The Amazing And Gritty Performance Of Kamiakin's Boys


EAGLE, IDAHO -- Kamiakin's first moments in the championship boys race at the Nike Cross Northwest Regional on Saturday at Eagle Island Park saw its No. 2 runner get spiked just 100 meters into the race. 

To make matters worse, Stanford Smith kicked off his left shoe roughly a mile later. 

"Had I not kicked off the spike, I felt like I would have spent too much energy trying to put it back on and wasted some useful energy," said the junior Smith (pictured, below), who finished sixth in the Class 3A Championships in Washington a week prior. 

But Kamiakin was ranked No. 12 in the country for a reason. 

A minor setback like a lost shoe wasn't going to predetermine the Braves' national aspirations.

After all, this was the same team who had finished second in the Northwest Region last year. This was the same group that vowed not to cut its hair all season for the fear that it would ruin its streak of winning. 


This was the squad who substituted a member of its lineup on Saturday in virtue of another, the same program that had asked so much of its athletes in critical moments. 

Kamiakin was having none of it. 

"A lot of things we've been doing for this whole season have been for each other," said the senior Ryan Child, who worked out front as the team's No. 1." And just taking a step back and running for each other, that's what makes the dream work."

Turns out, all that positive chi came in handy as the Braves scored 86 points to withstand a difficult early draw, netting a narrow 5-point win over defending champion Central Valley (91). Kamiakin was just six points ahead of Lewis And Clark (92), too.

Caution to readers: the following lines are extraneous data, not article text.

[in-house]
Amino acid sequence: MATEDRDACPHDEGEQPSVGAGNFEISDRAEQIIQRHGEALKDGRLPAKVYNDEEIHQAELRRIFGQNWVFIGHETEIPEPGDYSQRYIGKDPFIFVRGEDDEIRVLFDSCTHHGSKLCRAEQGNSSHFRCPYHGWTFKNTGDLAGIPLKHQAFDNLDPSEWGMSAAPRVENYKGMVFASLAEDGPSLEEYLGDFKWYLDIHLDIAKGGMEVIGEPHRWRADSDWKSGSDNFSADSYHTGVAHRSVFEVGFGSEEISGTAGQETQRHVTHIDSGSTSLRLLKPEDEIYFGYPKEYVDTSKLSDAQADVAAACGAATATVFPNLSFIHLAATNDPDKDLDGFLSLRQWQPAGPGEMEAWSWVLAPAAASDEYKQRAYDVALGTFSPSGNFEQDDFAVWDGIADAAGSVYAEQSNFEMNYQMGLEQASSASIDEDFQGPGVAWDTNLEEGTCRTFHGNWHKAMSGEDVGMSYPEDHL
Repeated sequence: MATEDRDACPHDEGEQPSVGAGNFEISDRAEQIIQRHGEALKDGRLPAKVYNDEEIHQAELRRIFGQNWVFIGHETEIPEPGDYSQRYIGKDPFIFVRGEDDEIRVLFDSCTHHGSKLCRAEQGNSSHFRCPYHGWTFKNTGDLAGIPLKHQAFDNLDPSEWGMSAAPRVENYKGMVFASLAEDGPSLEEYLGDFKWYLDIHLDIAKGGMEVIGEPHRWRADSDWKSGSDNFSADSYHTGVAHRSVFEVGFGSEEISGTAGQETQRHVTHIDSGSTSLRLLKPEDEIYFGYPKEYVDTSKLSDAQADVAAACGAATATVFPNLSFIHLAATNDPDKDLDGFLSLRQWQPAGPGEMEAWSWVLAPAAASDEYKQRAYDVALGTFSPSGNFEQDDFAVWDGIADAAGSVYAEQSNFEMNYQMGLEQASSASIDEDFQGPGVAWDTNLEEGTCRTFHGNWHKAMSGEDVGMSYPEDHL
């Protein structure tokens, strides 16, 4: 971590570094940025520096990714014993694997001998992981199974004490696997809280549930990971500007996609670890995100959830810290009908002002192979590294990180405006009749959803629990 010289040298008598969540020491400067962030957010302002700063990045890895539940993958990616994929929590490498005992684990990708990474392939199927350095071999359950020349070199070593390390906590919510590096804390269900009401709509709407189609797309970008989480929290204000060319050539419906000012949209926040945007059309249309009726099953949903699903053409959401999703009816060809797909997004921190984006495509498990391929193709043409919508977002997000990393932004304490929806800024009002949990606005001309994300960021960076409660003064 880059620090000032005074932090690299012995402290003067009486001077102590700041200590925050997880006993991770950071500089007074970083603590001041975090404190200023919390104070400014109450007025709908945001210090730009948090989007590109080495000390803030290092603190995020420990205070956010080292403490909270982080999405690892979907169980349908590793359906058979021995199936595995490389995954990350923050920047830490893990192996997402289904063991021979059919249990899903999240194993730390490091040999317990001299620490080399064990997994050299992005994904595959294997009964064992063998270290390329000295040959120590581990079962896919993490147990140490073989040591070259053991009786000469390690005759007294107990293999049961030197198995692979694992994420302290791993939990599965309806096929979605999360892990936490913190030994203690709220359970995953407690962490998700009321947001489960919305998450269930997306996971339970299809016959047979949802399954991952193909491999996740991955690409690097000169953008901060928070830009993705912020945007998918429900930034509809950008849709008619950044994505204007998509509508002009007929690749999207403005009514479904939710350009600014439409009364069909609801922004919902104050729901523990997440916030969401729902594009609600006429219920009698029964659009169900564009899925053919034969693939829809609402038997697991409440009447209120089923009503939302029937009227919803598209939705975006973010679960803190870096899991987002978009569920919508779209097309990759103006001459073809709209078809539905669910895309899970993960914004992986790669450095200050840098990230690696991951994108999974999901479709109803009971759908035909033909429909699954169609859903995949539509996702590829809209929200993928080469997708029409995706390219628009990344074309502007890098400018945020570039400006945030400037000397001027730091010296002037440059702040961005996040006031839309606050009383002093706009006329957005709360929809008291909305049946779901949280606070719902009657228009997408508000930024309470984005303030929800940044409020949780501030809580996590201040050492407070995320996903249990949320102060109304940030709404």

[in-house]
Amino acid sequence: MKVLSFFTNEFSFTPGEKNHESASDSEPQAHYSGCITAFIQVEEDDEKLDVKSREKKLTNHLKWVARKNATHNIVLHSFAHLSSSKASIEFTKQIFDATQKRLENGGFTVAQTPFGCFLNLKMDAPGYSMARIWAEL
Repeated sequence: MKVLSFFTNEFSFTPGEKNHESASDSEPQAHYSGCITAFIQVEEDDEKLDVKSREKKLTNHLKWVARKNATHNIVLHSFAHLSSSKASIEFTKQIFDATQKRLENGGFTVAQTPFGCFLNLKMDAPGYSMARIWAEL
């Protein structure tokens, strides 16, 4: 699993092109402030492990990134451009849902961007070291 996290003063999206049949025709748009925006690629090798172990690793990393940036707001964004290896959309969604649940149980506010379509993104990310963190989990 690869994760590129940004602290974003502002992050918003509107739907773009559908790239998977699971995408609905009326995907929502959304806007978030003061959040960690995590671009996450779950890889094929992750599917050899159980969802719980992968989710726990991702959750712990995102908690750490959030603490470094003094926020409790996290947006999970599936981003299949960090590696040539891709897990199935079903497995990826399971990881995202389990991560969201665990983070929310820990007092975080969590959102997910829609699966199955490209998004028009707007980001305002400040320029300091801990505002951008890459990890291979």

Child led the team with a ninth-place finish in 15:33.70.

Porter Grigg came through in 26th, while Smith battled back and was right behind his teammate in 27th. The team's next two teammates, including a freshman who said he "had no idea what he was doing half the time," were in before the 60th pole, netting crucial finishes. 

"There was a ton of pressure for us. Just going into the race and being No. 1, there's a lot of pressure," Child said. "There have been a lot of teams like us before and haven't made it back to nationals. We just wanted to make sure that we could prove that we weren't that team and that we are the No. 1 team and we would be dominant today. I hope that we proved that we did. Even through all the setbacks, we still drives through and pushed for each other." 

If nothing else, Child added, Kamiakin's all-for-one attitude was sparked by the motto, "For The Boys." 


While an epic team battle unfolded in the final moments, the individual race saw a familiar championship tone. 

On the looped two-lap course at Eagle Island Park, the first 3K saw a massive expanse of runners holding position in the front. That group included Mount Si's Joe Waskom, Ashland's Evan Holland, Borah's Nathan Green, Bishop Kelly's Nick Russell, Thunder Ridge's Stetson Moss, Gig Harbor's Bradley Peloquin, Camas' Daniel Maton, and Lewis and Clark's Will Smith.

For many, the tone was obvious. 

Let's wait long enough to make a move, and then trust in myself enough to beat everyone to the line.

But that decision proved fruitful for some and less so for others. 

Holland ultimately snapped the pack of runners out of their malaise with one mile to go, hitting the gas for reasons he knew all too well. 

"I know that I'm strong and that I can draw it out over a mile or over three miles," Holland said. "My kick is good. But that last 50 meter kick, it just isn't really there for me. So I knew with a mile to go, everyone is leaning back.

"I just bolted, put a surge in and broke the field a little bit," he said. 

The win for Holland in 15:10.40 was especially significant, too. Just last year, the Ashland junior had dropped out of the race. 

But 2018 was a much different year for Holland, who dropped three sub-15 performances this fall and won his first outdoor cross country title in Oregon in Class 5A. 

Holland believed had had what it took to win. 

The race for a national qualifier following Holland's move, then, became priority No. 1 for everyone else. 

Grabbing his first was the sophomore Green (15:13.70), who had battled back from a growth plate injury as a freshman. Moss secured his second straight bid (15:15.20) to NXN and his second straight third-place outing. 

Waskom netted a fourth-place finish (15:17.70) and Lewis & Clark's Will Smith (15:18.30) was the last qualifier, though there's a chance McMinnville's Zane Fodge (15:19.60) could step in too if Smith's team earns a wildcard bid. 


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